Homemade Vietnamese Pizza

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I make pizza from scratch a few times a month. My main reason for doing that is because it is just really good. But I also do this because I love experimenting with different crusts. I can make a standard wheat dough that is yeast-risen. But I also like to make gluten-free pizzas.

I have experimented with many ingredients for making gluten-free pizza dough. These include garbanzo bean flour, cassava flour, sprouted buckwheat flour, almond meal, cauliflower, and even spaghetti squash. Some have been more successful than others.

I recently discovered Vietnamese pizza that uses rice paper sheets for the crust. That is kind of ingenious and ridiculously easy for making a gluten-free pizza. This is a common street vendor food that is known as banh trang nuong. What I know of this snack is that it originated in Southern Vietnam, namely the city Da Lat. If you walk the streets of Vietnam, you will see the rice paper being grilled over a coal fire. It is then topped with items of your choosing. These toppings include items like eggs, cooked ground meat, green onions, chili sauce, and a popular Asian mayonnaise known as Kewpie.

My grill is not really set up to accept thin rice paper rounds. The grates are a little too far apart. Plus, I don’t often feel like firing up my grill to make pizza, unless it is for a crowd and the dough is sturdy. For this recipe, I use my cast-iron grill pan or skillet set over my kitchen range.

Vietnamese Pizza

Prep Time: 10 minutes
Cook Time: 12 minutes
Total Time: 22 minutes
Servings: 4
Calories: 443kcal


  • ¼ cup Kewpie mayonnaise
  • ¼ cup sriracha
  • ½ tsp granulated sugar or maple syrup
  • 3 Tbsp sunflower oil divided (more if needed)
  • 1 tsp sesame oil
  • 2 pork or chicken sausages casings removed
  • 1 tsp fish sauce
  • 3 large whole eggs beaten
  • 8 round rice paper sheets
  • 3 scallions sliced very thinly


  • All ingredients ready? Let's begin!
  • In a small mixing bowl, whisk together the mayonnaise, sriracha, and sugar. Set this aside while you prepare the pizzas.
  • Heat a flat-top grill pan or a large cast-iron skillet over medium-high heat. Add 1 tablespoon of sunflower oil and 1 teaspoon of sesame oil to the pan. As soon as it is hot, add the sausage.
  • Break it up with a spoon. Top the sausage with the fish sauce. Cook, stirring often until completely browned and no longer pink, approximately 7 minutes. Drain on paper towels and set aside.
  • Add 1 tablespoon of sunflower oil to the pan. Once hot, add the beaten eggs and cook as you would scrambled eggs, for approximately 2 to 3 minutes. Transfer the eggs to a bowl and set aside. Wipe the pan clean.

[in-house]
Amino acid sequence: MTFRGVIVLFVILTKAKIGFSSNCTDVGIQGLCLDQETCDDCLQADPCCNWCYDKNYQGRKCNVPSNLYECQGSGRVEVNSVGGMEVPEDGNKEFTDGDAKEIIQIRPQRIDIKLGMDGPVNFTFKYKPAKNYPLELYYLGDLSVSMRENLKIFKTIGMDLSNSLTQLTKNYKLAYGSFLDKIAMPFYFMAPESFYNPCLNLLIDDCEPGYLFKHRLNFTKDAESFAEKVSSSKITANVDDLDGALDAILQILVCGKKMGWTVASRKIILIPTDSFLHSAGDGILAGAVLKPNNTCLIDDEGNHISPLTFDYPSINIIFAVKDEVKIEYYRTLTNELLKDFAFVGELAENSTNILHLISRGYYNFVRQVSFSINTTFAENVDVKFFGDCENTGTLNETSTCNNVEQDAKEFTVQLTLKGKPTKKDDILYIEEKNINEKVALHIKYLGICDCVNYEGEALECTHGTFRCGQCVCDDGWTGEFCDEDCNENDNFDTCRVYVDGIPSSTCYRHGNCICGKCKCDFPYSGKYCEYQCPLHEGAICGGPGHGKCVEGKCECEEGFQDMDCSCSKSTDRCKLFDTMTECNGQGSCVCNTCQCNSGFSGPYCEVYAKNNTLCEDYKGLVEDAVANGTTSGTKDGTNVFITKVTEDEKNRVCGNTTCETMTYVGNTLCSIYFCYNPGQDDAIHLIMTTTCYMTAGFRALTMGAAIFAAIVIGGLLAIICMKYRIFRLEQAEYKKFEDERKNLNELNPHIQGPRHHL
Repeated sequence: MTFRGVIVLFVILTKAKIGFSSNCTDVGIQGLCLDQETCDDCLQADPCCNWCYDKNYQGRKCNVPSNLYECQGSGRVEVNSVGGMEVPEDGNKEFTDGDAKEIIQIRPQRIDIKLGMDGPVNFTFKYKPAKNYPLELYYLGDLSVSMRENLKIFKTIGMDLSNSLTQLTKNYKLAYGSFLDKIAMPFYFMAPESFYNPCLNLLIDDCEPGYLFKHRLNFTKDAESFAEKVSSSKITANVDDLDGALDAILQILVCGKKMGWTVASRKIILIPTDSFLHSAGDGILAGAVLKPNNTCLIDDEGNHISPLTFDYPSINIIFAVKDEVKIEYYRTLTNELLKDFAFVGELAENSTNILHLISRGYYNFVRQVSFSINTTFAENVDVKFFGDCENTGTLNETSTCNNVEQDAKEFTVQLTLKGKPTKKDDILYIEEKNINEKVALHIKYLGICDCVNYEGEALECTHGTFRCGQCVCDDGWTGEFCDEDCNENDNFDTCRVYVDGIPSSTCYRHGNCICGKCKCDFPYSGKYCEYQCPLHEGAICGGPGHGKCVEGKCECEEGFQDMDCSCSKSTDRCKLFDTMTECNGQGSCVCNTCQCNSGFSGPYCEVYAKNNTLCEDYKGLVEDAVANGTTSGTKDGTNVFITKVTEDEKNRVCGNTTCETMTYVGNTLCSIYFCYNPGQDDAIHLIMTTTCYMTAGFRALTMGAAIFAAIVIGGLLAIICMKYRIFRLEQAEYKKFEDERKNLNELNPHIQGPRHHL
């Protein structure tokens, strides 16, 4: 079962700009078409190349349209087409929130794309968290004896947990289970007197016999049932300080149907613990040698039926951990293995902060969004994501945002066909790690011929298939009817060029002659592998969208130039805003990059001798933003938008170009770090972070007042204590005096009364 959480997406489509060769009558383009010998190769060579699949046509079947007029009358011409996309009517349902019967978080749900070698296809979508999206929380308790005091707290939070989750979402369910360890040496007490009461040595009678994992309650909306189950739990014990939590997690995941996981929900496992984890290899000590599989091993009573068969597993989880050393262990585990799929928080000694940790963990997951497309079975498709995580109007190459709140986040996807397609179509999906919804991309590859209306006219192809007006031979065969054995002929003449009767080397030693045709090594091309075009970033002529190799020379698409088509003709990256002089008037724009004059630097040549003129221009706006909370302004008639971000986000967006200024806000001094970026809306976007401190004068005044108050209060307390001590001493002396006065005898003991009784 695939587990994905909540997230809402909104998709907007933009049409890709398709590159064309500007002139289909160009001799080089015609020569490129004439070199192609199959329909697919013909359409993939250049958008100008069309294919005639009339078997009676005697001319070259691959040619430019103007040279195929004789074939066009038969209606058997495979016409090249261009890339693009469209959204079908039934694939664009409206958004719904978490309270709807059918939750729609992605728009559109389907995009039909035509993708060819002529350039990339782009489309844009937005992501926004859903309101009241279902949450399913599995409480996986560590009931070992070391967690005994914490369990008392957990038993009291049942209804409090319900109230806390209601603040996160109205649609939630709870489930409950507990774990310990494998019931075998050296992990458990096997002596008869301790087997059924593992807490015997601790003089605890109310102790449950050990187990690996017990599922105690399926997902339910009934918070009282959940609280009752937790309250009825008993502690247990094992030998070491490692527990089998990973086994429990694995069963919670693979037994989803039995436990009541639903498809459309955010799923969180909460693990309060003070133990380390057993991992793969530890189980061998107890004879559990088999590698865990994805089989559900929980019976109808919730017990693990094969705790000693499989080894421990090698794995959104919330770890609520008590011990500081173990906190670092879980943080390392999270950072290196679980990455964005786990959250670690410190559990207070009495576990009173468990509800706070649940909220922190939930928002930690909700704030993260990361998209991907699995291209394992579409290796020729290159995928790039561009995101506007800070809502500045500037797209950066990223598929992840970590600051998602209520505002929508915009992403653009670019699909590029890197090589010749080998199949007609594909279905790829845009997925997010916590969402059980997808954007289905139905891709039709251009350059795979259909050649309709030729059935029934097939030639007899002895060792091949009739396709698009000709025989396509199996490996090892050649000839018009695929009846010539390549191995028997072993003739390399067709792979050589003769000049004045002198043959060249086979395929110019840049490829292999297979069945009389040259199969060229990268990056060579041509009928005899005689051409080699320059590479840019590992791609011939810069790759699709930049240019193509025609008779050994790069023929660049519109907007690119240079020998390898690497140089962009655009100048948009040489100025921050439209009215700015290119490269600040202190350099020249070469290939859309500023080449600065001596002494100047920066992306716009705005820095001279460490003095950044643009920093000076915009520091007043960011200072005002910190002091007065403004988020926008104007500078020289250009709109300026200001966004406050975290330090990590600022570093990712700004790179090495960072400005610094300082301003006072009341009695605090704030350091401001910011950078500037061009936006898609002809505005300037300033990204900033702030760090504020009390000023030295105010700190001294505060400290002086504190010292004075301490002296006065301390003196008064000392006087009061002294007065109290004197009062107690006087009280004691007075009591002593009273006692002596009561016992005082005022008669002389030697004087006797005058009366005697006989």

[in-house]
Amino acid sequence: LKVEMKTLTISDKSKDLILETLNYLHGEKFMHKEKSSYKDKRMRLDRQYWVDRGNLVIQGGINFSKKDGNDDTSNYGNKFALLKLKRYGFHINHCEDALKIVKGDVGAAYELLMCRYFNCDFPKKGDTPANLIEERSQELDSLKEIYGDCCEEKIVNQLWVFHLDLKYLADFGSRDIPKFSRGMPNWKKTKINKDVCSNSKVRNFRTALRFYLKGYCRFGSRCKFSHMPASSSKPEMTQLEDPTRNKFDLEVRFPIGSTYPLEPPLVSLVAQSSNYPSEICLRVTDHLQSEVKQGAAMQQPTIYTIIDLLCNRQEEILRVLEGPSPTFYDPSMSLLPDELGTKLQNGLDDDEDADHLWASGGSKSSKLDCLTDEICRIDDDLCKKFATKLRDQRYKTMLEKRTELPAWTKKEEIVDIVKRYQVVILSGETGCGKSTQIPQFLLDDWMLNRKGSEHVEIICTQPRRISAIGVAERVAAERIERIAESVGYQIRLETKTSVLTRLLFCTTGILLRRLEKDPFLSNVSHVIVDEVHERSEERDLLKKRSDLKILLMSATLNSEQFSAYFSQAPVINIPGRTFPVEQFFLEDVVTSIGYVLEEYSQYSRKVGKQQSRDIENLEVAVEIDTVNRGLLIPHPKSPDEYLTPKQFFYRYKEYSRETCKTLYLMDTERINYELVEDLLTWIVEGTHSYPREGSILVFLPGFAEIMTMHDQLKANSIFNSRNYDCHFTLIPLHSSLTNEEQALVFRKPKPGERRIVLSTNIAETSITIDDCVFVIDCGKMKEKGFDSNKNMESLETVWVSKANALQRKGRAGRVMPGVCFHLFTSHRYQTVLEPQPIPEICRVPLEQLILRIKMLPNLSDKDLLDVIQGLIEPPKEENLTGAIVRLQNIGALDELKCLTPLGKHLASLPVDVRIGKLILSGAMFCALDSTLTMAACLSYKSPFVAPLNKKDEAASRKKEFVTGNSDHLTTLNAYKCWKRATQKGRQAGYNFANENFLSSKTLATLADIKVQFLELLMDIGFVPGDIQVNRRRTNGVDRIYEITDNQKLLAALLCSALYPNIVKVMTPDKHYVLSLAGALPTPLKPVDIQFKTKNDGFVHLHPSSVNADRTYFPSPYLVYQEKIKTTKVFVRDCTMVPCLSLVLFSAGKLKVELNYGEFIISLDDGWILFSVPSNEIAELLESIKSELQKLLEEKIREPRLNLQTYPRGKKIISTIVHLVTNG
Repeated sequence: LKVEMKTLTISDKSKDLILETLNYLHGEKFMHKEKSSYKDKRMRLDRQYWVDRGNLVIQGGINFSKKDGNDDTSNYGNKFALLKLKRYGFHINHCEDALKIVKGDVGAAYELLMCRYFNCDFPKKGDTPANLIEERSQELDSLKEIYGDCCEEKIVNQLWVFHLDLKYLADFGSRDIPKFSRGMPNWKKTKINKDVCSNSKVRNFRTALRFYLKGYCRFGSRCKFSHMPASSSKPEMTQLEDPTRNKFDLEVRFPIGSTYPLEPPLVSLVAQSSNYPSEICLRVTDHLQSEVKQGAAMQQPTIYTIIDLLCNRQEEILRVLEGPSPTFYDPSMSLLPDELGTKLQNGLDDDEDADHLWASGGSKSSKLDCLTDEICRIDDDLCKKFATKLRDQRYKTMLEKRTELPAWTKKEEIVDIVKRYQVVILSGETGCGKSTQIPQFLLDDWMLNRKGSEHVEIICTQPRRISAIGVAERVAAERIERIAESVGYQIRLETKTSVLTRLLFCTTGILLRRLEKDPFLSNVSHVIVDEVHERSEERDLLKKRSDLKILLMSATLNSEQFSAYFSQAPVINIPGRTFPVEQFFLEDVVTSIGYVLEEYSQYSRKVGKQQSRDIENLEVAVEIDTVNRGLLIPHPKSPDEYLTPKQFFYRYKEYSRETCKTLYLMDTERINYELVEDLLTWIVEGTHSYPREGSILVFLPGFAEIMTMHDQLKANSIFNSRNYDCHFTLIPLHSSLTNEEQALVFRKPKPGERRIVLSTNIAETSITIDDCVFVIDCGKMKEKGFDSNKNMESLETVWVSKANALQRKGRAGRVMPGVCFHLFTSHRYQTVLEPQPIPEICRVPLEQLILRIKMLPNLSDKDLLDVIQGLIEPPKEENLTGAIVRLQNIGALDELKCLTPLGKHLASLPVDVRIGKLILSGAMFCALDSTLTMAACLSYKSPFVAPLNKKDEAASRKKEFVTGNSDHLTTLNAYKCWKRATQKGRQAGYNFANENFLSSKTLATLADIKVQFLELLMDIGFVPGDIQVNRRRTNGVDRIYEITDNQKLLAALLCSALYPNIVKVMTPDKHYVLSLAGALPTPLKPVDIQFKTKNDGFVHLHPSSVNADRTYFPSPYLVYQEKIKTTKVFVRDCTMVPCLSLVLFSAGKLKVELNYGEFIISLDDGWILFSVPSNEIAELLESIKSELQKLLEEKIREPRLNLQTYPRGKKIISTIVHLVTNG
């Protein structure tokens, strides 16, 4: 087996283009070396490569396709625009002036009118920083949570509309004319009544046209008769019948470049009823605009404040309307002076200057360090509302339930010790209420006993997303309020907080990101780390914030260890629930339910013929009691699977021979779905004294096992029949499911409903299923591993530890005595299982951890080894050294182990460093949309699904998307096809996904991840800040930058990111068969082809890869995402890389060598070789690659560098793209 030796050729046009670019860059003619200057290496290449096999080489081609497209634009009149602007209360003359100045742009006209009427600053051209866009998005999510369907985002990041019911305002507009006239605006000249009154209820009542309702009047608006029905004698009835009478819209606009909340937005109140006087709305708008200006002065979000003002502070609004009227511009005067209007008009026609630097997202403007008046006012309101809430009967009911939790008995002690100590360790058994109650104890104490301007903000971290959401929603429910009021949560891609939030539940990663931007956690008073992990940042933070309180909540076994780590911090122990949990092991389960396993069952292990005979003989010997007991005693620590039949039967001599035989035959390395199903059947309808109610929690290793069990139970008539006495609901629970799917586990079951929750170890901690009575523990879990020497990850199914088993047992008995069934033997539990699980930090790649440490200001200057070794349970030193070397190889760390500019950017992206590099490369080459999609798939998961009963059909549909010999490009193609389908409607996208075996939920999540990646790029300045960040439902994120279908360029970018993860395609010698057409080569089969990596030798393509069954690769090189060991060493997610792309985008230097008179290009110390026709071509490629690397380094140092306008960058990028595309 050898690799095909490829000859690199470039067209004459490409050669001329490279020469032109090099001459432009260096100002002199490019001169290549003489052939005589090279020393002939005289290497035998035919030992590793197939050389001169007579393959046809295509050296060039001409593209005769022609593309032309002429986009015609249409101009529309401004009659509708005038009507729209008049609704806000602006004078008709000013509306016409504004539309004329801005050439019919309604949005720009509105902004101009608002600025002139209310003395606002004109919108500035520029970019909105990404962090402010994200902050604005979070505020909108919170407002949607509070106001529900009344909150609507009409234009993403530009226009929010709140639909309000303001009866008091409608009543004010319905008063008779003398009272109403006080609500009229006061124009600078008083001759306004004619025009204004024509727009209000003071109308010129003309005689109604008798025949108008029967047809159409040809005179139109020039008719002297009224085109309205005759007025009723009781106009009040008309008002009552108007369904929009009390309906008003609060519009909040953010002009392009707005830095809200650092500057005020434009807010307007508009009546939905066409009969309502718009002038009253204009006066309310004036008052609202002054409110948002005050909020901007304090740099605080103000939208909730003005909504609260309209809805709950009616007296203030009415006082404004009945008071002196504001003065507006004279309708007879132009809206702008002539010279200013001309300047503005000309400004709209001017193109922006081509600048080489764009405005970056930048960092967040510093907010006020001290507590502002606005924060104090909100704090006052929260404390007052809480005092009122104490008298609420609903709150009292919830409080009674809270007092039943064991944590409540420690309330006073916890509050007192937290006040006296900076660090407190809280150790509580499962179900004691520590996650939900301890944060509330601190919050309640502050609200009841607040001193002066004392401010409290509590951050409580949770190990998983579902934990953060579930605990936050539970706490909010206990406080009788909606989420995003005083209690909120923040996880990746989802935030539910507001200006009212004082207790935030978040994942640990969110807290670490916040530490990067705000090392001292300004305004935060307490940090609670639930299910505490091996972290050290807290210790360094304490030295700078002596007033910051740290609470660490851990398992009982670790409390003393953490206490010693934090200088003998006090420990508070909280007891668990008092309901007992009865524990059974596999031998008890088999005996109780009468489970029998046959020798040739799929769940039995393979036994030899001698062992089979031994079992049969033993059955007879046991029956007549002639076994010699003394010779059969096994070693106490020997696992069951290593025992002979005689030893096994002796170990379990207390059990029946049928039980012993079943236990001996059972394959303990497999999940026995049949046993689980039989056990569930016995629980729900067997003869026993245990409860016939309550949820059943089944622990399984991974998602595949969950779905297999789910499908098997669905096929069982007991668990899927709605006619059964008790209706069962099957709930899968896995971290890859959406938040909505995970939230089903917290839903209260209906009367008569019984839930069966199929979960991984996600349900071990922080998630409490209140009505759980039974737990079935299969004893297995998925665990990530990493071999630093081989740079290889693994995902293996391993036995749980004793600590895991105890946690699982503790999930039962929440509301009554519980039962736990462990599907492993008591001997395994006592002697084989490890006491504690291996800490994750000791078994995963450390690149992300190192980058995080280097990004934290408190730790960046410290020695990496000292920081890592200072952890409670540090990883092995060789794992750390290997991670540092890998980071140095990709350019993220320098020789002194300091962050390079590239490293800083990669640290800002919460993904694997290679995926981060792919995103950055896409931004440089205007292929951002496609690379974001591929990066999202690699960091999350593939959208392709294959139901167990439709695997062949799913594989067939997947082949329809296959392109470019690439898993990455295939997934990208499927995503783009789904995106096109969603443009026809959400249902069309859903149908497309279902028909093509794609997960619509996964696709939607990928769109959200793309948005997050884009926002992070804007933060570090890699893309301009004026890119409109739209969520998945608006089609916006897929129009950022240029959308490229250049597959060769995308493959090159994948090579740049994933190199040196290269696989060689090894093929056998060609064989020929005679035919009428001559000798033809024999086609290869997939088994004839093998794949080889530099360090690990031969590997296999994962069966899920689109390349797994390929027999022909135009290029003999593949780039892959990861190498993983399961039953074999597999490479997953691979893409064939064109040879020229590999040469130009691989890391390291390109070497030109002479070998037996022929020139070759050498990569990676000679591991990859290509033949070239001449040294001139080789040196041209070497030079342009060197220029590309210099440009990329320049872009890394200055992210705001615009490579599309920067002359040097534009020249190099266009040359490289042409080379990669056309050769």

• Add the remaining sunflower oil to the pan. Take one sheet of rice paper and lightly wet the top with water. Press a second sheet on top of the first.
  • Place the rice paper on the grill or in the pan and press down. Cook until it starts to turn opaque. Flip over and add 1/4 of the eggs, then 1/4 of the sausage, and warm through. The rice paper should be a little crisp and golden brown on the bottom.
  • Remove the pizza to a cutting board and repeat until all 4 pizzas are made.
  • Sprinkle the pizzas with scallion slices and top with dollops of the spicy mayo. Slice into wedges and serve right away.



Calories: 443kcal | Carbohydrates: 2g | Protein: 17g | Fat: 41g | Saturated Fat: 9g | Polyunsaturated Fat: 10g | Monounsaturated Fat: 20g | Trans Fat: 0.2g | Cholesterol: 186mg | Sodium: 1025mg | Potassium: 246mg | Fiber: 0.3g | Sugar: 1g | Vitamin A: 368IU | Vitamin C: 13mg | Calcium: 38mg | Iron: 2mg

Notes & Tips

  • These pizzas are pretty easy to pull together. Yet, you do have to stay near the stove or grill while you make everything. Eggs cook quickly, as do the rice paper sheets.
  • When you wet the rice paper, it may curl a bit. Place the second sheet on top quickly and press down with a spatula when you put the paper on the hot pan.

Substitutions & Variations

  • Kewpie Mayonnaise: Kewpie is a unique mayonnaise with umami essence. This is because it has msg added to it. It is also made with egg yolks instead of whole eggs. I don’t usually eat msg because it gives me a slight headache, despite the great flavor it adds to foods. Regular mayonnaise is fine for this recipe. I like to combine sriracha with mayonnaise for a single sauce.
  • Sunflower Oil: Sunflower oil is really mild in flavor and has a high smoke point for cooking. Feel free to use canola, safflower, or avocado oil. The sesame oil adds another dimension to the dish.
  • Sausage: I use a mildly seasoned pork or chicken sausage. You could use ground pork, ground chicken, or ground beef and season it yourself.
  • Fish Sauce: Fish sauce is a salty condiment made mainly of salted and fermented anchovies. Like kewpie mayonnaise, It is rich in umami flavor. My favorite brand is Red Boat because it has the least ingredients and is gluten-free. If you don’t have fish sauce, you can skip it or use a few dashes of tamari or Worcestershire sauce. 
  • Eggs: You will find recipes that call for just breaking a quail egg on top of the warm pizza. I do like that idea, but they aren’t the easiest to come by. Chicken or duck eggs are fine. You can also use liquid plant-based eggs if you have a chicken egg allergy.
  • Scallions: Chives work well as a scallion substitute. I also like the idea of crispy leeks or shallots for more complexity and a bit of crunch. If you want some extra heat, top the pizzas with thin slices of red or green chili peppers.

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